Winter can be a difficult time for those with a respiratory condition, as the cold can exacerbate symptoms. We’ve put together a few tips to help you manage your respiratory condition through the winter months.
The flu vaccine is available at your GP and local pharmacy, and is free for those over 65 years of age, pregnant women, or those with eligible medical conditions. Having a respiratory condition doesn’t make you more susceptible to getting the flu - but it does mean that if you get the flu, you may have more severe symptoms.
If you know your triggers, try to avoid these if possible, or take steps to reduce their impact. One common trigger that can be a bigger issue in the winter months is damp and mould. If this is the case for you, try to avoid drying clothes inside, and use extractor fans in the kitchen and bathroom.
When you are outdoors in the cold winter air, be sure to breathe through your nose instead of your mouth, as this heats up the air before it travels into your lungs.
Wearing a scarf over your mouth can also be helpful when you’re out and about in cold weather, as it helps to prevent asthma symptoms. As the cold air evaporates, the thin layer of fluid that lines your airways dries faster than it can be replaced. Dry airways become irritated and swollen, which can worsen asthma symptoms. Having a scarf over your mouth helps the air to warm up before it enters your airways.
Sometimes even the air indoors can be dry, so a humidifier may help you breathe more easily. To see a range of humidifiers that benefit those with asthma and allergies, you can visit sensitivechoice.com. sure you take your maintenance medication (if prescribed) even when you are feeling well, as this will reduce your reliance on your reliever medication.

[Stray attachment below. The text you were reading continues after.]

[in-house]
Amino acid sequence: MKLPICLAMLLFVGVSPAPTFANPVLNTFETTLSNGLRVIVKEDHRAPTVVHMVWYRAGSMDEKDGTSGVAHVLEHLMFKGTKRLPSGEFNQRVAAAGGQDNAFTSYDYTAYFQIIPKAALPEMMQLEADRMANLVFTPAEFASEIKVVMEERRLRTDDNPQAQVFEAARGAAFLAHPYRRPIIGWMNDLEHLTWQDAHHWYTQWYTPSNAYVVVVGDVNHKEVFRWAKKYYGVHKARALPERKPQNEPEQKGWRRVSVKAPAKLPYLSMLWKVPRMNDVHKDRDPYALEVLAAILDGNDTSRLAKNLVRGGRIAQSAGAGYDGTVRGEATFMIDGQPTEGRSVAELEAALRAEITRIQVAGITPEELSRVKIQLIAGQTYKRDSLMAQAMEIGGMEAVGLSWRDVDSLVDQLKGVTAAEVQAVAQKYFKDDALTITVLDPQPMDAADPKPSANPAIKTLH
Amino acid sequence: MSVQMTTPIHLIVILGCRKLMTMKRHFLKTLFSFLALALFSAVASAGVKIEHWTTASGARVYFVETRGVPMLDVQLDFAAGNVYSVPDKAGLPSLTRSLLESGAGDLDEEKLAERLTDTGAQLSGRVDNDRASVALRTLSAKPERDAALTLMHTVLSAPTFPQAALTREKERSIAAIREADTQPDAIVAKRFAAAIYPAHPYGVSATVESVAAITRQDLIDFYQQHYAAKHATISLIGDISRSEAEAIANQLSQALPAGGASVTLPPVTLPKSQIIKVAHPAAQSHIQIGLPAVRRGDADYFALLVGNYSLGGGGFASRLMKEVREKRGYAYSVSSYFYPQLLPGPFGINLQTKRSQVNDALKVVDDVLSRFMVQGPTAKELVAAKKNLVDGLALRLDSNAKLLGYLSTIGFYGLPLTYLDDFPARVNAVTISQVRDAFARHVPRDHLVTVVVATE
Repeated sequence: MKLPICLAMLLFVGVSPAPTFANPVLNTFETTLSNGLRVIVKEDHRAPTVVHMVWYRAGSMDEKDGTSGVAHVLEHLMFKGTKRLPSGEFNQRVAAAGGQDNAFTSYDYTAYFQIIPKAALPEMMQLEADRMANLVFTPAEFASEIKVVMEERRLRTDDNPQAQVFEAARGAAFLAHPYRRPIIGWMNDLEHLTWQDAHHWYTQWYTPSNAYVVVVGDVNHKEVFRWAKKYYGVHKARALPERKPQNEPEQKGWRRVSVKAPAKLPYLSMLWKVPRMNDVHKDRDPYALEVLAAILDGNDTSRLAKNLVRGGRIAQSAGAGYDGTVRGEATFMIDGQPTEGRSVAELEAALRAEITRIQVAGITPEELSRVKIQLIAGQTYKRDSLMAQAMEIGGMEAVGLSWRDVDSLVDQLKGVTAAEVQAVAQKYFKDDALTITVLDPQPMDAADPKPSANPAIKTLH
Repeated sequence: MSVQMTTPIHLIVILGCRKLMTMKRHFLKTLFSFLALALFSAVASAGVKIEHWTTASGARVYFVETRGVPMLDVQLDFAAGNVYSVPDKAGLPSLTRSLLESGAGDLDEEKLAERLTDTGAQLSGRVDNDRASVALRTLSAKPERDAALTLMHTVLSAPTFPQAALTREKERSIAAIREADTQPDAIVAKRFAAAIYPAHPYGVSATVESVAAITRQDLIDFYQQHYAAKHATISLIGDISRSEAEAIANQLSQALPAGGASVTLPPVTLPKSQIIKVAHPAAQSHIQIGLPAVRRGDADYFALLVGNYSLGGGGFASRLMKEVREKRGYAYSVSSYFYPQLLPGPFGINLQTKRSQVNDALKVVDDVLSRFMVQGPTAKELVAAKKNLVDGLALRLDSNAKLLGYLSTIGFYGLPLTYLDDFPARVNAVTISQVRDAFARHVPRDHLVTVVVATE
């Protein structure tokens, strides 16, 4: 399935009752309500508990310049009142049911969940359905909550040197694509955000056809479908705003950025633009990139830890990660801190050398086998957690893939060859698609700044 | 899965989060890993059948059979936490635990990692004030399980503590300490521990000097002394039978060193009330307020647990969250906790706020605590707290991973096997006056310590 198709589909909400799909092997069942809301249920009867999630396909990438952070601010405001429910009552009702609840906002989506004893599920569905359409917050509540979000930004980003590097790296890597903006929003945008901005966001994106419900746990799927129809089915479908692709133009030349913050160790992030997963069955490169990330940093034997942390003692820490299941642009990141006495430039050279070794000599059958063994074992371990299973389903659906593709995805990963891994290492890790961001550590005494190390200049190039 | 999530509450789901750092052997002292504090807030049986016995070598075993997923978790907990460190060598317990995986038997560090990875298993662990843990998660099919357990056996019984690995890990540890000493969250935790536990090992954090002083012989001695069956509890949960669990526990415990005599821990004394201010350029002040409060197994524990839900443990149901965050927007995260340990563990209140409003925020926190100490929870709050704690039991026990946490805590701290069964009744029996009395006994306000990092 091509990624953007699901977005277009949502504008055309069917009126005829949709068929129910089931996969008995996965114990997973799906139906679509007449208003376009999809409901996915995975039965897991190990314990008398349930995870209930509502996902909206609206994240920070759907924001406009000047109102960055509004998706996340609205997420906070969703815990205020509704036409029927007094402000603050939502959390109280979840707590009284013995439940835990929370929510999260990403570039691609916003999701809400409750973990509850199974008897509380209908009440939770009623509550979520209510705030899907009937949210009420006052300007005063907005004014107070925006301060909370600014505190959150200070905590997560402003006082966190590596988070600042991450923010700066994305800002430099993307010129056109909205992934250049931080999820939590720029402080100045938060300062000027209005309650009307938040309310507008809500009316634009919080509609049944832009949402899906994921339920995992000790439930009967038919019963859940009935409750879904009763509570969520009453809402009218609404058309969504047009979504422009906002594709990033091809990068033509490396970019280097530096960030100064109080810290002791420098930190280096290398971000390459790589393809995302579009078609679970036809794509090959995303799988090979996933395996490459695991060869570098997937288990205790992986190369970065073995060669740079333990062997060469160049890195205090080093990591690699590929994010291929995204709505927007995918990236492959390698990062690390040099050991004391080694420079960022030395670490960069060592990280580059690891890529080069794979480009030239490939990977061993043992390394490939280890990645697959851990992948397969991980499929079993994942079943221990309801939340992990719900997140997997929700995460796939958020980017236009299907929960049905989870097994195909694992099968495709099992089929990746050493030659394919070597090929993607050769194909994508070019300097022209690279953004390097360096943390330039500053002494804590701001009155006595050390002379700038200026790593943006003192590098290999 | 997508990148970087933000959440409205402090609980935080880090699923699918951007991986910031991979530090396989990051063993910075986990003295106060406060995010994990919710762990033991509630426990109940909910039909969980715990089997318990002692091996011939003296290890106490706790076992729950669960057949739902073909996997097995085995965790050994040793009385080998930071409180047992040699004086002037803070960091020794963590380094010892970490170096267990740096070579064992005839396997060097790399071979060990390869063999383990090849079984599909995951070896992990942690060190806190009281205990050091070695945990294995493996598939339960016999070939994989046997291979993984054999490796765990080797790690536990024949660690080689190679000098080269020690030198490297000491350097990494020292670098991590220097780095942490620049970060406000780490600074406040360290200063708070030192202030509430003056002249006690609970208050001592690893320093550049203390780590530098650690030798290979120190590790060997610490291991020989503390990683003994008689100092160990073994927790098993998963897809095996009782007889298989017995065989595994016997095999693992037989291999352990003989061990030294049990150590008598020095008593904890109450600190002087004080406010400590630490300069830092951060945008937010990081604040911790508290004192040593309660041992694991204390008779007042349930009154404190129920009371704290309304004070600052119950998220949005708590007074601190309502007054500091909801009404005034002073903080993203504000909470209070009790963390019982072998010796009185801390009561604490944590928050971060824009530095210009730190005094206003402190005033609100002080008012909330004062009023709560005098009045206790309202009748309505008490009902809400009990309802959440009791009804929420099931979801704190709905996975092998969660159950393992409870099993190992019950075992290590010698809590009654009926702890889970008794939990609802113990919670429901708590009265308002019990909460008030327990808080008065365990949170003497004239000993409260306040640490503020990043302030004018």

It is important to fuel your body with vitamins and nutrients. Fruits and vegetables are both rich in these and will help boost your immune system. Exercising is also a great way to maintain a healthy lifestyle. Make sure to warm up properly and monitor your breathing throughout.
To better manage your asthma, you can work with your healthcare practitioner to prepare an Asthma Action Plan. The plan acts as a quick reference guide with details regarding which medication to take when you are experiencing certain symptoms, and helps prevent an asthma emergency. You can downland your own plan in Te Reo Māori, Samoan, Simplified Chinese or English for free on the resources tab at asthmafoundation.org.nz.
Thunderstorm asthma had previously been considered unlikely to occur in New Zealand due to our weather patterns not thought to pose a risk. However, recent climate changes have challenged this perception, with New Zealand experiencing its first thunderstorm asthma event in 2017.